Oropharyngeal flora in healthy infants: observations and implications for cystic fibrosis care
Department of Laboratory Medicine; Department of Pediatrics; New England Newborn Screening Program
Medical Subject Headings
Carrier State; Case-Control Studies; Cystic Fibrosis; Gram-Negative Aerobic Rods and Cocci; Gram-Positive Cocci; Humans; Infant; Infant, Newborn; Oropharynx; Reference Values
Allergy and Immunology | Pediatrics | Respiratory Tract Diseases
OBJECTIVE: The purpose of this preliminary study was to determine normal oropharyngeal flora in healthy, non-CF infants in order to help care givers better interpret culture results obtained from infants with CF.
METHODS: Oropharyngeal cultures were obtained from 104 healthy infants <12 months old. Cultures were obtained using the same methods as for CF patients and were inoculated onto routine CF culture media. Approximately 20 infants from each of 5 age groups>(0-2 days, 3 days to <3 >months, 3 months to <6 >months, 6 months to <9 months or 9 months to><1 >year) were included in the well child sample. In addition, we reviewed serial results of upper airway cultures obtained during the first year of life from 20 CF-affected infants whose diagnosis was suggested by newborn screening.
RESULTS: Well infants in the first 48 hr of life had very few pathogenic organisms found in their oropharyngeal cultures; 1/21 had S. aureus. Of the 83 samples from infants over 48 hr of age, we found that 27% (23/83) had S. aureus in their oropharyngeal cultures. Many infants had polymicrobial cultures. Eleven percent of culture samples had E. coli, E. cloacae, H. influenzae, or M. catarrhalis. Three of 83 cultures were positive for non-mucoid Ps. aeruginosa (3.6%), while 2 others were positive for Ps. putida.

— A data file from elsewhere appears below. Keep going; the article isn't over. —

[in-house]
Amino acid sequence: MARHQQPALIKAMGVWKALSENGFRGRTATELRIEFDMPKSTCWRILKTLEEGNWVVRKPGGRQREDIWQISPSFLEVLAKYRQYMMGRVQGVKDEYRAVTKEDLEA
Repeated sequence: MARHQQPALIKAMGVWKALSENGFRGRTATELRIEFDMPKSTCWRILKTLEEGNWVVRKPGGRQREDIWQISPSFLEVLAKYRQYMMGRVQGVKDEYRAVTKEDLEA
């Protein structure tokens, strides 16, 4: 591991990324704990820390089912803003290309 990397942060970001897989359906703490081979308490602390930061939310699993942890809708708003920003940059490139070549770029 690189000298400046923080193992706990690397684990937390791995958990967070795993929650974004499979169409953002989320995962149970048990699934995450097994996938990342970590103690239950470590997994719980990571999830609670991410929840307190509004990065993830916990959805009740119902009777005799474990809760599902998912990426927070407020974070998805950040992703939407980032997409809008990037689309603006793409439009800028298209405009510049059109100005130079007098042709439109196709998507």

CONCLUSION: Healthy infants can have multiple gram-negative and gram-positive organisms recovered from their oropharynx. S. aureus and enteric gram-negative organisms, including non-mucoid Ps. aeruginosa, can be found in the oropharynx of well children up to 1 year of age. Care should be taken to not over interpret the presence of some of these organisms in the oropharyngeal cultures of asymptomatic CF infants.
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Citation: Pediatr Pulmonol. 2009 May;44(5):497-502. Link to article on publisher's site